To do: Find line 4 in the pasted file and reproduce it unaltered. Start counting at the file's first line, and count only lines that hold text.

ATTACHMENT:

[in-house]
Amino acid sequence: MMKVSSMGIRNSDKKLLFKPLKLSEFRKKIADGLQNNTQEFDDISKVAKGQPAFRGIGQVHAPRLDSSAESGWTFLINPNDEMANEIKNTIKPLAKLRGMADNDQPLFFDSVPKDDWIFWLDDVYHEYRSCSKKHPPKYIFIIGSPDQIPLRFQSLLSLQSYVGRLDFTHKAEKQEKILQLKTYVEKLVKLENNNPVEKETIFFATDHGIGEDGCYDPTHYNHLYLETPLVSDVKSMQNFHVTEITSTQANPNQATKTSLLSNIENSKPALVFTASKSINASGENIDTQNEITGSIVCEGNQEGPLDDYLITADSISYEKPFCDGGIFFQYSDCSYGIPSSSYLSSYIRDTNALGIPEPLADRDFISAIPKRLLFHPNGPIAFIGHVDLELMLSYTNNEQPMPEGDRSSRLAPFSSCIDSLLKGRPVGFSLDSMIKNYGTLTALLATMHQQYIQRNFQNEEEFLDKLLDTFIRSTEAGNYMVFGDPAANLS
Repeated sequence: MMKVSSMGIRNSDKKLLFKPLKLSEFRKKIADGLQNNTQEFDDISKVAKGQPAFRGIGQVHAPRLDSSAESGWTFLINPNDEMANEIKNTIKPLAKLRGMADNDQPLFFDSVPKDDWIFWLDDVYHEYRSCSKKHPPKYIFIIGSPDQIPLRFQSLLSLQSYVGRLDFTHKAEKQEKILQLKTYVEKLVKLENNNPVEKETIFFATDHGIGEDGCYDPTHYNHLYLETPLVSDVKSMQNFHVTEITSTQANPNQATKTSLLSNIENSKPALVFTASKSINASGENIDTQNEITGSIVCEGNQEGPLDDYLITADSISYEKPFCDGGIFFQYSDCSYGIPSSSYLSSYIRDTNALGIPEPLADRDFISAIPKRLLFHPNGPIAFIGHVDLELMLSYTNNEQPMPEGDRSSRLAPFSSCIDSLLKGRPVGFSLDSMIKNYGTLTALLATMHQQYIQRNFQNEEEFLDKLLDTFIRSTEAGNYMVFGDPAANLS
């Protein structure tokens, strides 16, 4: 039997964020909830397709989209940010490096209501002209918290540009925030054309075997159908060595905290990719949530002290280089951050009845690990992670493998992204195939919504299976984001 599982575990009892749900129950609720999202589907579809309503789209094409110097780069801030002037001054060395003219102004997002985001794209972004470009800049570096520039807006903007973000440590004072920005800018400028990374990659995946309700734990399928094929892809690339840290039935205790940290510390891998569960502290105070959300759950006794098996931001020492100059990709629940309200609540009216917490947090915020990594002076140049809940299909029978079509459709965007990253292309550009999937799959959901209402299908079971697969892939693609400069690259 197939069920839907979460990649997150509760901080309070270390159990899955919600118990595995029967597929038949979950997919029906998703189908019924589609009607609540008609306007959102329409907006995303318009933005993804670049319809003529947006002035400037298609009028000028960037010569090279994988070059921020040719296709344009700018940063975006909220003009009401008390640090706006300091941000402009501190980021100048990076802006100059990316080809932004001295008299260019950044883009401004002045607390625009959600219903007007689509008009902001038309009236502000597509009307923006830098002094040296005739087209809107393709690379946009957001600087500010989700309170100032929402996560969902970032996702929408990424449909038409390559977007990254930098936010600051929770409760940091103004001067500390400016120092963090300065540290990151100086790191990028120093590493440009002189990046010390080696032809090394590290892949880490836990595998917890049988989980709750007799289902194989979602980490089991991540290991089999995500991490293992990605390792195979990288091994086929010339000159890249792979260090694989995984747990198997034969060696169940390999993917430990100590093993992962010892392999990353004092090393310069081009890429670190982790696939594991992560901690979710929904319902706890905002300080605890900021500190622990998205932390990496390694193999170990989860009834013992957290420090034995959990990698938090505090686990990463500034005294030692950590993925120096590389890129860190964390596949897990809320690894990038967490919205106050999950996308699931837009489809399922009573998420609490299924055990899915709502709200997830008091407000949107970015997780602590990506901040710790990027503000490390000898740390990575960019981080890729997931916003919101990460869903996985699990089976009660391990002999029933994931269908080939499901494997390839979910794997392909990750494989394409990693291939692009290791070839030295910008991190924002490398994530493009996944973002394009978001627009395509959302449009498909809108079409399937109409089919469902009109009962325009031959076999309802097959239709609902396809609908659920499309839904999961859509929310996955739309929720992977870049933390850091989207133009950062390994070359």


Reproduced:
């Protein structure tokens, strides 16, 4: 039997964020909830397709989209940010490096209501002209918290540009925030054309075997159908060595905290990719949530002290280089951050009845690990992670493998992204195939919504299976984001 599982575990009892749900129950609720999202589907579809309503789209094409110097780069801030002037001054060395003219102004997002985001794209972004470009800049570096520039807006903007973000440590004072920005800018400028990374990659995946309700734990399928094929892809690339840290039935205790940290510390891998569960502290105070959300759950006794098996931001020492100059990709629940309200609540009216917490947090915020990594002076140049809940299909029978079509459709965007990253292309550009999937799959959901209402299908079971697969892939693609400069690259 197939069920839907979460990649997150509760901080309070270390159990899955919600118990595995029967597929038949979950997919029906998703189908019924589609009607609540008609306007959102329409907006995303318009933005993804670049319809003529947006002035400037298609009028000028960037010569090279994988070059921020040719296709344009700018940063975006909220003009009401008390640090706006300091941000402009501190980021100048990076802006100059990316080809932004001295008299260019950044883009401004002045607390625009959600219903007007689509008009902001038309009236502000597509009307923006830098002094040296005739087209809107393709690379946009957001600087500010989700309170100032929402996560969902970032996702929408990424449909038409390559977007990254930098936010600051929770409760940091103004001067500390400016120092963090300065540290990151100086790191990028120093590493440009002189990046010390080696032809090394590290892949880490836990595998917890049988989980709750007799289902194989979602980490089991991540290991089999995500991490293992990605390792195979990288091994086929010339000159890249792979260090694989995984747990198997034969060696169940390999993917430990100590093993992962010892392999990353004092090393310069081009890429670190982790696939594991992560901690979710929904319902706890905002300080605890900021500190622990998205932390990496390694193999170990989860009834013992957290420090034995959990990698938090505090686990990463500034005294030692950590993925120096590389890129860190964390596949897990809320690894990038967490919205106050999950996308699931837009489809399922009573998420609490299924055990899915709502709200997830008091407000949107970015997780602590990506901040710790990027503000490390000898740390990575960019981080890729997931916003919101990460869903996985699990089976009660391990002999029933994931269908080939499901494997390839979910794997392909990750494989394409990693291939692009290791070839030295910008991190924002490398994530493009996944973002394009978001627009395509959302449009498909809108079409399937109409089919469902009109009962325009031959076999309802097959239709609902396809609908659920499309839904999961859509929310996955739309929720992977870049933390850091989207133009950062390994070359």